Doctors do not have right to strike/boycott under any circumstance: Madras High Court [Read Judgment]
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Doctors do not have right to strike/boycott under any circumstance: Madras High Court [Read Judgment]

"By using strikes to resolve issues doctors, like lawyers, forget the moral worth and dignity of patients and leave them in the lurch", the High Court observed.

Meera Emmanuel

While allowing pleas to quash “punitive” government orders to transfer 135 Government Doctors out of Tamil Nadu, the Madras High Court on Friday reiterated that “strikes by doctors is, ex-facie, illegal and without any justification.” (Dr.P.Balakrishnan vs. State of Tamil Nadu and ors.)

Justice Anand Venkatesh observed,

... in the absence of a legal or even a moral or equitable right to go on a strike the logical corollary is that any form of strike is necessarily illegal and without any legal or moral justification … this Court comes to a clear conclusion that the Doctors do not have the right to go on strike/boycott under any circumstance
Madras High Court

The Court went on to explain further that, “The issue may be also examined from an ethical perspective. There can be little doubt that by going on strike doctors violate a fundamental maxim of medical jurisprudence “Primum, non nocere” ie., first, do no harm. The harm that befalls patients on account of strikes is unfathomable."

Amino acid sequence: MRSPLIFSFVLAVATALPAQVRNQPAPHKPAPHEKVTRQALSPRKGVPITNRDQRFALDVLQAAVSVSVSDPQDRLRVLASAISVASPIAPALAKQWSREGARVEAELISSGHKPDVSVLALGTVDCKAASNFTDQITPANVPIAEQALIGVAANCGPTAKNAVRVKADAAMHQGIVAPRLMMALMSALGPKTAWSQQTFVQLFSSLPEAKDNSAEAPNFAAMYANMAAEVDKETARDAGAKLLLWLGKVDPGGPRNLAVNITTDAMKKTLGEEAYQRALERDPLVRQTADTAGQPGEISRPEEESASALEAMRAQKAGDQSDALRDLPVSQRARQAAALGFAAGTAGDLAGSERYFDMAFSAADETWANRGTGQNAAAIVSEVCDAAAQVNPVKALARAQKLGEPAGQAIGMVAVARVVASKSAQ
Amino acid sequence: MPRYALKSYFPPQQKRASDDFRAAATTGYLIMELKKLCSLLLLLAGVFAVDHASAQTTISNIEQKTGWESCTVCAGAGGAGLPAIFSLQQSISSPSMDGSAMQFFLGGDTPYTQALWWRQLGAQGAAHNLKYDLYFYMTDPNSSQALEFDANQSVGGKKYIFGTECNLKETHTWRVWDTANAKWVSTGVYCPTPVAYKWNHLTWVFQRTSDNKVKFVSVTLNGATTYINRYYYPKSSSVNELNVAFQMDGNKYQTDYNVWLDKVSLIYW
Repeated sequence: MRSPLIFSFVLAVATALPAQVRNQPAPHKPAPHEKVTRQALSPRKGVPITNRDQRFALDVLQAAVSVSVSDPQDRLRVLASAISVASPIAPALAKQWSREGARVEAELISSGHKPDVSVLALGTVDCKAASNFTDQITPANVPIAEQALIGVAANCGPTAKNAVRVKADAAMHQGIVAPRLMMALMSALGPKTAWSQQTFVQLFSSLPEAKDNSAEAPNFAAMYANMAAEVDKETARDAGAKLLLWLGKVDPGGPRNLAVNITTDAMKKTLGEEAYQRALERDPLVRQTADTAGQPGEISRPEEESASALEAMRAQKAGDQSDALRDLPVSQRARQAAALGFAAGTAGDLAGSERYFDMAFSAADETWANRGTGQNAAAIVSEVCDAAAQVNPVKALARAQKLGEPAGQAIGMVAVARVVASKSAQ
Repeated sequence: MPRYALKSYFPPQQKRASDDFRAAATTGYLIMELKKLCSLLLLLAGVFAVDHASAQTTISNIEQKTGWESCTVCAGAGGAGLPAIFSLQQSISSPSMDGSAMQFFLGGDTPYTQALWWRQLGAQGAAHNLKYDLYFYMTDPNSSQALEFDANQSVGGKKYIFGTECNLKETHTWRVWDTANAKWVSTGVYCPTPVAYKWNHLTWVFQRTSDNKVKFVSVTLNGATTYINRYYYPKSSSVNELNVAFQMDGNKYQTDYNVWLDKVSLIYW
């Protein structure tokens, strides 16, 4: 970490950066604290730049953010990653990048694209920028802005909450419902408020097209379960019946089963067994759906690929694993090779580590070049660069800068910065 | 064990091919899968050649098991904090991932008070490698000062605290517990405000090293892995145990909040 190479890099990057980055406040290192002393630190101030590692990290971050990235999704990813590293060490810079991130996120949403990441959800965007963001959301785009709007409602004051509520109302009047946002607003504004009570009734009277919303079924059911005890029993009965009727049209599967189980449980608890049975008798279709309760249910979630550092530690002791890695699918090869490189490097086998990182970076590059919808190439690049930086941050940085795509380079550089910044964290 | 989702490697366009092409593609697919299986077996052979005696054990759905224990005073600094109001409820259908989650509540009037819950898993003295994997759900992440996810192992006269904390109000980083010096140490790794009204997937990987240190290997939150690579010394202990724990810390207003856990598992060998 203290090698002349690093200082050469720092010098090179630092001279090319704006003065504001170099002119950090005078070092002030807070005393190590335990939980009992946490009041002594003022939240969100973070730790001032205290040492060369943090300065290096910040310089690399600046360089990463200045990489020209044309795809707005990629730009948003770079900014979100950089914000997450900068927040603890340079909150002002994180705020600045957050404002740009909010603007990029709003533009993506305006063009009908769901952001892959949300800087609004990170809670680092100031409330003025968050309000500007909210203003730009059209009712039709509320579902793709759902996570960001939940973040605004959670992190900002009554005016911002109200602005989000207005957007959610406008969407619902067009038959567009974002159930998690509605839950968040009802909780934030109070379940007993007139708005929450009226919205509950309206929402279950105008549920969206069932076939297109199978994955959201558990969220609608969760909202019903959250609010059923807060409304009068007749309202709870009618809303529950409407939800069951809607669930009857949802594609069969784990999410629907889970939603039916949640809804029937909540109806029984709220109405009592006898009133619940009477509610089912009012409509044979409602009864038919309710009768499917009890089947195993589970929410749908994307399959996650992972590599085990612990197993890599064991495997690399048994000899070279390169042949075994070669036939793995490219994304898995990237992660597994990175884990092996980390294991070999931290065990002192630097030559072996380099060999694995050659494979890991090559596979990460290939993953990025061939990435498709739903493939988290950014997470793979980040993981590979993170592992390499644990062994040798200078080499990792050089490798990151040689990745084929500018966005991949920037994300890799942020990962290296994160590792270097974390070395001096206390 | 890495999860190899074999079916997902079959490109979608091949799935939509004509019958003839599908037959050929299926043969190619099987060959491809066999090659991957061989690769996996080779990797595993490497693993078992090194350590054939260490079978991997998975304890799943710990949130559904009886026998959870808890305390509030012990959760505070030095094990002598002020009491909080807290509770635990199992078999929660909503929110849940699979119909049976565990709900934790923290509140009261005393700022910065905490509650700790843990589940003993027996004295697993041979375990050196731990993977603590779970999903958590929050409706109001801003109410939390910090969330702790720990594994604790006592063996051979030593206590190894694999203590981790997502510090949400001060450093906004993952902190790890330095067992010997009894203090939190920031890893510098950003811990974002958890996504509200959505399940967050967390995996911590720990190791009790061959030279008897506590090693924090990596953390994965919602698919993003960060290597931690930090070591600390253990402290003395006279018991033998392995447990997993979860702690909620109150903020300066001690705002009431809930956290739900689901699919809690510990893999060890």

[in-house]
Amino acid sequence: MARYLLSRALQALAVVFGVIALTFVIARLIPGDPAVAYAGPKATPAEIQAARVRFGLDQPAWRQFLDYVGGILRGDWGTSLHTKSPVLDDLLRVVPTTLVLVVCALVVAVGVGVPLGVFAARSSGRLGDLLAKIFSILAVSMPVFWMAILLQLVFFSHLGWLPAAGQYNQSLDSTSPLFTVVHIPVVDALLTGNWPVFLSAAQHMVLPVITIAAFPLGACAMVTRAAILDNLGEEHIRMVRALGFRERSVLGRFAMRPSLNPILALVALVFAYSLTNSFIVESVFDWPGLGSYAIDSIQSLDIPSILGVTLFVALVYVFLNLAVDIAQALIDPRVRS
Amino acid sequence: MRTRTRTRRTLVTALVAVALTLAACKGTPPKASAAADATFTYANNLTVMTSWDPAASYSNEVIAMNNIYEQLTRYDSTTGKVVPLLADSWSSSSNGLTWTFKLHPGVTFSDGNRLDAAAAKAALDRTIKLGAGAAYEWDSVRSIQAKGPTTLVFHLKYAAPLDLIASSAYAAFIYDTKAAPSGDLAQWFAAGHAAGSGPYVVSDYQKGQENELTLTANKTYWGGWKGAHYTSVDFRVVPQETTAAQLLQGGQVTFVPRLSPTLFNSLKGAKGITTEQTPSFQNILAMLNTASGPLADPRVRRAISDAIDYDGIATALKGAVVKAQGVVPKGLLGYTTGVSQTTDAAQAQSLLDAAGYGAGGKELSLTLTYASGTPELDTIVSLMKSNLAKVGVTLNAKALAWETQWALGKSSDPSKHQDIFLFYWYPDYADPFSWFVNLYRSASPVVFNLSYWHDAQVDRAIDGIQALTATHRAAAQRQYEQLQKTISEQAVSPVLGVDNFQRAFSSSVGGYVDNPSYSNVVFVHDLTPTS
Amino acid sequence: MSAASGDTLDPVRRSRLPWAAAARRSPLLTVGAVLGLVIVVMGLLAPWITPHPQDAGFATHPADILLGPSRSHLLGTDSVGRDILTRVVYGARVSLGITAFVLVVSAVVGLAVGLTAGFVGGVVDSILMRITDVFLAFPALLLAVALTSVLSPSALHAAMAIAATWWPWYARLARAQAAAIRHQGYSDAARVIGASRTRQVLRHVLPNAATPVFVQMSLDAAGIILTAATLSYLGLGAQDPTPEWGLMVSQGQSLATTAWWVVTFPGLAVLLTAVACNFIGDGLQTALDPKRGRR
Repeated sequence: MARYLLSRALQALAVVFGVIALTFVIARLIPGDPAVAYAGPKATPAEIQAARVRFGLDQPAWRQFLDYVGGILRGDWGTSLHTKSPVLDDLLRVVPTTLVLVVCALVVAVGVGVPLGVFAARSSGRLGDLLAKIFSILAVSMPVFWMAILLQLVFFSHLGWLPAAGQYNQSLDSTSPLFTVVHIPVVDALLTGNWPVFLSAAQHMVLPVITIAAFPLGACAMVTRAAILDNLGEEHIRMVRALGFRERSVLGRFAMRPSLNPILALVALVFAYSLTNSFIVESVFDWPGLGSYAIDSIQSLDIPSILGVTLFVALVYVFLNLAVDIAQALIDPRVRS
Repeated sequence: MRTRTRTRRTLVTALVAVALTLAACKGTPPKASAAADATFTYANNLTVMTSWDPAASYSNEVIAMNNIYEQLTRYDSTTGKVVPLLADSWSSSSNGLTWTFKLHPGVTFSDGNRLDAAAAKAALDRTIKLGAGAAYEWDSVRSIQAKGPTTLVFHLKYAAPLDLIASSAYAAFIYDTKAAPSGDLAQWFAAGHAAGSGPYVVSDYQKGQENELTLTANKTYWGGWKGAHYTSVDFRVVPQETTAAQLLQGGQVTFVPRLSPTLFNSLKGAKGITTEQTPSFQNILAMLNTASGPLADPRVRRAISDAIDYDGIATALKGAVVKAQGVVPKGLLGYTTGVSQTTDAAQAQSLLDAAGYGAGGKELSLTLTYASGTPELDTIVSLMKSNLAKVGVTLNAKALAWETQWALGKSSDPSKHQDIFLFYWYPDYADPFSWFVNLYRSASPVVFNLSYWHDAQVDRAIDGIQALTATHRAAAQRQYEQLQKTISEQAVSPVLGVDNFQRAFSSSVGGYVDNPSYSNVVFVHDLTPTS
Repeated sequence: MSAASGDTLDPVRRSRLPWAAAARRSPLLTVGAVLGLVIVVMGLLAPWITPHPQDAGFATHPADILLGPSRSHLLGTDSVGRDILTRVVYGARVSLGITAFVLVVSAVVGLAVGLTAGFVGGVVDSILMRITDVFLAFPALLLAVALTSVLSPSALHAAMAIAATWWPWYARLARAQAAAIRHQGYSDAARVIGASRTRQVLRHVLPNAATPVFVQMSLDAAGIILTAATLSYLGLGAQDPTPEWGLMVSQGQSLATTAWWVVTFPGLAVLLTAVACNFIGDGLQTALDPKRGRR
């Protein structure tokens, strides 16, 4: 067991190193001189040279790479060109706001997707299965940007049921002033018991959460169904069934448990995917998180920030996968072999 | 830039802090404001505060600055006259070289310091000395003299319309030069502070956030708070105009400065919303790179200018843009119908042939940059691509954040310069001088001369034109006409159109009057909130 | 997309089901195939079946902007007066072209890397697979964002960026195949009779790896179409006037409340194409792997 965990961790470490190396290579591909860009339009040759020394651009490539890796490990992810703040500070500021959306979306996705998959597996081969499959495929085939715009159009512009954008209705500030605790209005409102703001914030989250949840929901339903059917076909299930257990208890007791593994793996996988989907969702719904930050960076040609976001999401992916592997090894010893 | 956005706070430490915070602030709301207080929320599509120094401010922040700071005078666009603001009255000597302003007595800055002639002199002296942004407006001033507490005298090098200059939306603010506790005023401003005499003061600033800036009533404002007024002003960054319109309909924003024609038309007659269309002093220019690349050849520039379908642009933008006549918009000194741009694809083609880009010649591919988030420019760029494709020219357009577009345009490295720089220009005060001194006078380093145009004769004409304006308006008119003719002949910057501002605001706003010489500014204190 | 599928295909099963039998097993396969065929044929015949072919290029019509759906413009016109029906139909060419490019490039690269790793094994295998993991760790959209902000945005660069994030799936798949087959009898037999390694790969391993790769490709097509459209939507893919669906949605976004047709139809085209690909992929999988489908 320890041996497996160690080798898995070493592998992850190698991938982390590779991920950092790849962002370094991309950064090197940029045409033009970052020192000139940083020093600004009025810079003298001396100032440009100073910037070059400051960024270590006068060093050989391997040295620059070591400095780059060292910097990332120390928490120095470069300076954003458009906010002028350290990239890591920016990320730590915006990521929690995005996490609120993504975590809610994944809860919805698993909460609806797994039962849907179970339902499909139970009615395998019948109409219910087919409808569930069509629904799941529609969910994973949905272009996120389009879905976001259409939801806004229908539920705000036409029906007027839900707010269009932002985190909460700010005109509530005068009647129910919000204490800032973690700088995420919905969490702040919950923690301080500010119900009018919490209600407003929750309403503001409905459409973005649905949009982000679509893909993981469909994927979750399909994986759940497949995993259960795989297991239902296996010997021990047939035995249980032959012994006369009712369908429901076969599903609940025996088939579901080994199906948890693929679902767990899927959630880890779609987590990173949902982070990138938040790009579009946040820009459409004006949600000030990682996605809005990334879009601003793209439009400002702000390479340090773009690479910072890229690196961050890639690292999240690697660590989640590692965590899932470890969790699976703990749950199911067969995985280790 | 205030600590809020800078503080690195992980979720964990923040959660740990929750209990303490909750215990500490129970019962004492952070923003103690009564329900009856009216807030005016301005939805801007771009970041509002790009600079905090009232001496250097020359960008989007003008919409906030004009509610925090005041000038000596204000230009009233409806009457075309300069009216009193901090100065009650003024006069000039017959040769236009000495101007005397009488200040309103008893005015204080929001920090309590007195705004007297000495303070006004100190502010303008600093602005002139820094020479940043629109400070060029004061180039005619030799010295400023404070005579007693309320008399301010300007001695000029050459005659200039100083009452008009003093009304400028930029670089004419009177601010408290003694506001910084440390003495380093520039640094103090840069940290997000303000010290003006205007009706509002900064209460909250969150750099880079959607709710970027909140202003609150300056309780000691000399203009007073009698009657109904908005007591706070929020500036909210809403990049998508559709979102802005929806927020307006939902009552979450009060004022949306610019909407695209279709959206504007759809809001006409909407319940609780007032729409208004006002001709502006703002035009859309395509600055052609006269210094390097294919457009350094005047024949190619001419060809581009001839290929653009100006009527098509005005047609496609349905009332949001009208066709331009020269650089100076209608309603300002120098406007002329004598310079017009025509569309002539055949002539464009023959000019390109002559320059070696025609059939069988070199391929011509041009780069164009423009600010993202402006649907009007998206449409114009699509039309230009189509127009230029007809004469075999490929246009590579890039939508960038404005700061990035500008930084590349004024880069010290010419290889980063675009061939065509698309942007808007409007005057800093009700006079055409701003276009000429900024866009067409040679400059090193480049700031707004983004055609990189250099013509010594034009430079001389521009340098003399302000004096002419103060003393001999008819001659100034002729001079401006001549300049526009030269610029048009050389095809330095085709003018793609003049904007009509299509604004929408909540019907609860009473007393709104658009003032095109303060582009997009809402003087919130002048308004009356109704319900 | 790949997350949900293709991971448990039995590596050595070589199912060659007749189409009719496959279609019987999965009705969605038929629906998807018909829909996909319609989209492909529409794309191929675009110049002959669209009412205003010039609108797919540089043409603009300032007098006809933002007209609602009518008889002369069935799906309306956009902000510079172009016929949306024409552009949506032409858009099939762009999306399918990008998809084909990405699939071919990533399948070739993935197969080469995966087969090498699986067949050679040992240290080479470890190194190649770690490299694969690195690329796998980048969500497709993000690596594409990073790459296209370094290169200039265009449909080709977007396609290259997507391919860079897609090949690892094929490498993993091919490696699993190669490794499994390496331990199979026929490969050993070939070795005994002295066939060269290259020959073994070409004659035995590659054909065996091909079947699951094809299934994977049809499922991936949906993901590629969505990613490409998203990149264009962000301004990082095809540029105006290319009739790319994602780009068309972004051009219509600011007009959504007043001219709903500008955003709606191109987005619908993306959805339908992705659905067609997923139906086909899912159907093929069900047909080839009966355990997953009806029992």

"By using strikes to resolve issues doctors, like lawyers, forget the moral worth and dignity of patients and leave them in the lurch unmindful of the humanitarian consequences that ensure from their actions. Patients cannot be a means to an end. They cannot be mere playthings whose lives can be put on the line to achieve other ends through the medium of strikes.”

Madras High Court

The Court was dealing with the apparent fallout of a doctors’ strike that commenced in October last year, after the Government failed to repeatedly address concerns put forward by the medical professionals on various issues including revision of pay, time bound promotions, PGs postings and counselling issues.

The Doctors’ eventually resumed duty on November 1, 2019, after the Government decided to withdraw an earlier break-in-service order i.e. an order that could have resulted in the doctors losing employee benefits for their absence from service.

Shortly after the strike was halted, however, the Government issued orders to transfer 135 doctors. This was challenged by a large number of the doctors so transferred, on the ground that the transfers were malafide and targeted against those doctors identified as persons who led the agitation.

On Friday, Justice Venkatesh found merit in their case that the transfers were clearly punitive and tainted by malafides. As reasoned in the judgment,

“… the action taken by the Government by picking and choosing certain Doctors and issuing them with the charge memos and transfer orders, was not done to bring the situation under control, but it was done to warn the Doctors that any one who spear heads such agitations will be dealt with iron hands."